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US ratchets up criticism of Israel on settlements
In an unusual move, the US has stepped up its criticism of Israel as Prime Minister Benjamin Netanyahu took an uncompromising stance on plans to expand settlement building despite strong international condemnation.
Breaking with precedent, the United States adopted a stronger tone toward Israel on Monday as Prime Minister Benjamin Netanyahu stood firm on plans to expand settlement building despite international criticism.
The Obama administration’s tougher-than-usual words came after five European governments summoned Israeli ambassadors in their capitals to express concern over the new settlement projects. However, Washington stopped short of threatening any concrete measures against its close ally Israel.
“We have made clear to the Israeli government that such action is contrary to US policy opposing unilateral action, including settlement activity and housing construction in East Jerusalem,” White House spokesman Jay Carney told reporters.
“We urge Israeli leaders to reconsider these unilateral decisions and exercise restraint, as these actions are counterproductive and make it harder to resume direct negotiations to achieve a two-state solution,” he said.
‘Such action is contrary to US policy’
The US displayed a marked shift in tone after a recent display of close cooperation - including US backing for Israel in last month’s Gaza crisis and it’s oppositions to the Palestinians bid for UN recognition of de facto statehood.
Israel first announced its plans to build 3,000 new houses in settlements on Friday, just a day after the UN General Assembly upgraded the Palestinians’ status in the world body from “observer entity” to “non-member state” over Israeli and US objections. The move quickly drew international criticism, yet despite the diplomatic pressure, Israel vowed to move ahead with the plan.
While White House spokesperson Carney’s words go further in criticising Israel than the US has in the past, President Barack Obama has had a history of strained ties with Netanyahu dating back to the US leader’s failed efforts to secure a durable freeze on Israeli settlement activity early in his term. Since then, the Obama administration has routinely disapproved of plans to build more settlements, but has never gone quite so far as to publicly pressure Israel into reversing course.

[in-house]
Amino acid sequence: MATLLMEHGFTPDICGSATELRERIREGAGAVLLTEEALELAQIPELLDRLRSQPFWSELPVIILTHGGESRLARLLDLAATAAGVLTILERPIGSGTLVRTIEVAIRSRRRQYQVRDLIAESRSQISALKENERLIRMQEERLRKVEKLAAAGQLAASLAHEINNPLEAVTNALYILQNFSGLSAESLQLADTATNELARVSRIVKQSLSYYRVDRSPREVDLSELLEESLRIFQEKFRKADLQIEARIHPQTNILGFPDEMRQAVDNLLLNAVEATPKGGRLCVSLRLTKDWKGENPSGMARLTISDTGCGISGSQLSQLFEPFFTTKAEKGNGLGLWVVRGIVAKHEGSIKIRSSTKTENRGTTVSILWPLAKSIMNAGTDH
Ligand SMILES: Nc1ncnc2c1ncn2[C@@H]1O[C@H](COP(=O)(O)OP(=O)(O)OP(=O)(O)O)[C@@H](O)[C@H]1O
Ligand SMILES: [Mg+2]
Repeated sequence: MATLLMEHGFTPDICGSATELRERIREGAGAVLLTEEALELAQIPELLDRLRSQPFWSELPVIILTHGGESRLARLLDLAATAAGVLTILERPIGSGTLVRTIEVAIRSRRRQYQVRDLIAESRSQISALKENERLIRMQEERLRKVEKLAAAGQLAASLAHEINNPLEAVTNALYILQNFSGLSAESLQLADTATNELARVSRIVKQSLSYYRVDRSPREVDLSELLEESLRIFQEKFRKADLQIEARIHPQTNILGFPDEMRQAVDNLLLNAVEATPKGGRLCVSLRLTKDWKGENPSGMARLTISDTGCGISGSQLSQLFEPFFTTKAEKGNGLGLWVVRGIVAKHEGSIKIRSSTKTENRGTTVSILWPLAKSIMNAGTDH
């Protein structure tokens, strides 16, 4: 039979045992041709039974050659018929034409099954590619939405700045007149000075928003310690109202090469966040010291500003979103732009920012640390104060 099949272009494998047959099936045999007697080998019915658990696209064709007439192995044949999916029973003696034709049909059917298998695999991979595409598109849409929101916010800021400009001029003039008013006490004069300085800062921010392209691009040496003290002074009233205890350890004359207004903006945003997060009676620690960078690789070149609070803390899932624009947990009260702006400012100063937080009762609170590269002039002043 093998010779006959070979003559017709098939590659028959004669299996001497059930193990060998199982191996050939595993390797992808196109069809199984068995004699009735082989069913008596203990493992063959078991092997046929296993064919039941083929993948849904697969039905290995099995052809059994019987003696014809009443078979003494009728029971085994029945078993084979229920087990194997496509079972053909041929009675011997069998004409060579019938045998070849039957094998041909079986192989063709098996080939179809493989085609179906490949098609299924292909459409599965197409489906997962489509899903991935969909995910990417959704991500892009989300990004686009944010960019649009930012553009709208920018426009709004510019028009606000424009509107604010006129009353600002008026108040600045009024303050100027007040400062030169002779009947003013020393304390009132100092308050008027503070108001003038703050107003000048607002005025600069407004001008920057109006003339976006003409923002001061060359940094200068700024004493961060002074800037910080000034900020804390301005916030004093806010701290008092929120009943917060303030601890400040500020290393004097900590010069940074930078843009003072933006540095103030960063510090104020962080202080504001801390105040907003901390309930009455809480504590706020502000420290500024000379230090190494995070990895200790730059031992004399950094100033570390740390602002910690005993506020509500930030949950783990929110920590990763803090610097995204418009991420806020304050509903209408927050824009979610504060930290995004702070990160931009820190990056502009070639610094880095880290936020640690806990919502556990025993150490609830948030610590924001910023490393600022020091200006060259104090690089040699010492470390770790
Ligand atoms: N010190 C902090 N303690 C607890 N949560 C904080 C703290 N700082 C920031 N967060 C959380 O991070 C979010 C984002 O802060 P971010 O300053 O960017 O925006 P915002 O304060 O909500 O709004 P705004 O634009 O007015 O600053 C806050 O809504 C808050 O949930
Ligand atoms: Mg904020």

However, when asked whether Israel would face any consequences if it went ahead with construction, Carney said, “I don’t have anything additional to provide to you on that.”
Israel’s seemingly uncompromising stance on building more settlements is likely to complicate relations with several countries. French President François Hollande said earlier on Monday that he hoped to persuade Israel to scrap its plan. Hollande, however, said France would not impose sanctions on Israel.
Hollande spoke hours after France and Britain showed their disapproval of Netanyahu’s plans by summoning their Israeli envoys, with Sweden and Denmark soon following suit.
The French Foreign Ministry said in a statement that it had “expressed France’s deep concern” over the settlements to the Israeli envoy.
“The ambassador was reminded that France condemns Israeli settlements in all forms which are illegal under international law,” the ministry said.
The project has also provoked anger in Britain, where the Foreign Office warned of a “strong reaction”, condemning the settlement plan and saying it had asked Tel Aviv to reverse its decision.
Hopes of peace threatened
“Construction in the E1 area would seriously undermine the two-state solution, isolating Jerusalem – the intended capital of the two states – from the West Bank and threatening the viability of a future Palestinian state,” the French Foreign Ministry also said.
The chairman of the politics department at the American University of Paris, Hall Gardner, told FRANCE 24 that the summoning of ambassadors was a sign Europe was taking the lead in trying to solve the crisis.
“European countries are trying to play the mediator role, knowing that the US has been unable to move forward on this,” Gardner said. “There won’t be much of a viable Palestinian state if these settlements continue.”
The decision to build in a key E1 area east of Jerusalem drew protests not only from the US and Europe, but from UN chief Ban Ki-moon, who on Sunday warned it would deal an "almost fatal blow" to the prospects of resolving the conflict.
E1 is a highly contentious area of the West Bank that runs between the easternmost edge of annexed east Jerusalem and the Maaleh Adumim settlement.
Palestinians bitterly oppose the project, as it would effectively cut the occupied West Bank in two, north to south, and sever it from Jerusalem, thus making the creation of a viable Palestinian state even more problematic.
Punishing the Palestinians?
Jean-Paul Chagnollaud, professor of political science at the University of Cergy-Pontoise near Paris, told FRANCE 24 that Israel’s expansion into the E1 zone was aimed at “punishing” Palestinians for pushing for enhanced status at the UN last week.
“The Israeli goal is absolutely clear,” Chagnollaud said. “They want to split up the Palestinian territory to prevent the creation of any viable state.”
Besides authorising 3,000 new homes, the Israeli government also agreed to expedite planning for thousands more homes on barren land near Jerusalem that critics say would kill off Palestinian hopes of establishing a state.
In another blow to the Palestinian Authority in the West Bank, Israel announced on Sunday that it was withholding Palestinian tax revenues this month worth about $100 million.
Israel said it was taking the money to help cover a Palestinian debt of $200 million with the Israeli Electric Corporation.
(FRANCE 24 with wires)